Comedies don’t get much more “meta” than Figaro, whose hero not only breaks the fourth wall to chat with us, he’s well aware that we are all of us in a theater and that what’s happening around him is a play based on a classic or two in which he takes on the principal role. For example, when recalling his days as a barber in Seville, Figaro wisecracks, “It would take an Italian opera to describe it.” Later, when Franchette comments, “They kept shouting ‘Figaro this and Figaro that … Figaro, Figaro, Fiii-garo,” the Figaro in question quips to the audience, “You could sing that if you had a tune.”
With the brilliant Michetti in the director’s chair, each and every cast member is on the same deliciously over-the-top page, and though this page may be too over-the-top for some, it suited this reviewer quite nicely indeed, thank you.
Mirto’s breathy-voiced Barbie-doll of a Countess and Sauer’s saucy, sassy Suzanne both display comedic chops, million-dollar legs, and an ability at mimicry that earn audience oohs, aahs, and applause.
Bradley could hardly make for a more appealingly frisky Chérubin, whether in flowered trousers or polka-dotted frock, in addition to his amusing cameo as jurist Doublemain.
Wynn’s mountain of a Count steals scenes right and left as does his Cowardly Lion’s post-dye-job mane, and Sakata’s booming-voiced Marceline reveals the L.A. treasure’s comic gifts as never before.
Speaking of L.A. treasures, they don’t get any more valued than Bluemenfeld, whose Dr. Bartholo is another polished gem.
Last but not least is Coleman’s one-two-three punch of a supporting star turn as three characters so distinctly rendered, you’d almost swear it was three different actors onstage. Coleman’s watermelon scene as Antonio is a particular treat, and you’d better keep your distance whenever Judge Bridoison spits out his latest pr-pr-pronouncement, that is if you can keep a straight face while shielding your face from the spray.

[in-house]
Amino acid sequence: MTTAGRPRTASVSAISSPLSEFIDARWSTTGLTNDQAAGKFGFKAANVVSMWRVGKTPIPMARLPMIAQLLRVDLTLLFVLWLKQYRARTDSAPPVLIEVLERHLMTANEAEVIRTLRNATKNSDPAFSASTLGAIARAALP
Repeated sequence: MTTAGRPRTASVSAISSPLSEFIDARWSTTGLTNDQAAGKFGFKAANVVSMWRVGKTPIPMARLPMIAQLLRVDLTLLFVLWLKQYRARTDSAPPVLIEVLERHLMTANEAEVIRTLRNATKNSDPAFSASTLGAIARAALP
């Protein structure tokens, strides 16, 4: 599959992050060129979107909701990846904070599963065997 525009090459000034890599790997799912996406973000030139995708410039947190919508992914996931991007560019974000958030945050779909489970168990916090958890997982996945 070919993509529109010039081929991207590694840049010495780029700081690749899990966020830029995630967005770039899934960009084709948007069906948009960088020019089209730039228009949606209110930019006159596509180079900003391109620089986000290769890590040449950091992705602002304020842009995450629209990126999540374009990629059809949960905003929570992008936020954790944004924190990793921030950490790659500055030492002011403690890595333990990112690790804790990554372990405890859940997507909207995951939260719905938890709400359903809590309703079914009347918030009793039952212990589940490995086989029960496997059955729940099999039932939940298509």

Scenic designer Jeanine A. Ringer’s set and Erin Walley’s imaginative props give Figaro a just-right baroque look under Adam Frank’s striking lighting design, with sound designer Robert Oriol’s original music composition upping the farcical froth … and then some, in addition to underscoring several choreographed scene changes that deserve their own round of applause.
Most cheer-worthy of all are costume designer extraordinaire Angela Balogh Calin’s supremely imaginative mashup of the late 1780s, the mid 2010s, and assorted eras in-between, with special snaps for Rosine’s Ab-Fab Vegas-showgirl ensemble, Figaro and the Count’s rich brocades, and Suzanne’s 1950s-inspired petticoat skirts and saddle shoes/bobby sox. And let’s not forget Gieselle Blair’s fantastically fanciful hair, wig, and makeup design, her Countess Rosine “do” reminding us that Marie Antoinette was Queen when Le Mariage De Figaro debuted.
Elle Aghabala is stage manager and Sarah Poor assistant stage manager. Deserved program credits go also to Maria Uribe (costume shop coordinator), Orlando de la Paz (scenic painter), and Rei Yamamoto, Michael Jones, Selina Woggerman, and Rene Ozvaldo Parras Jr. (assistant scenic painters).
When a theater company for whom “recent” usually means Come Back Little Sheba. Picnic, or The Price stages a 2012 comedy like Figaro, the choice is so contemporary, it seems positively futuristic by comparison with A Noise Within’s accustomed slate of shows.
Figaro is positively fabulous as well.
A Noise Within, 3352 East Foothill Blvd, Pasadena.
April 9, 2015
Photos: Craig Schwartz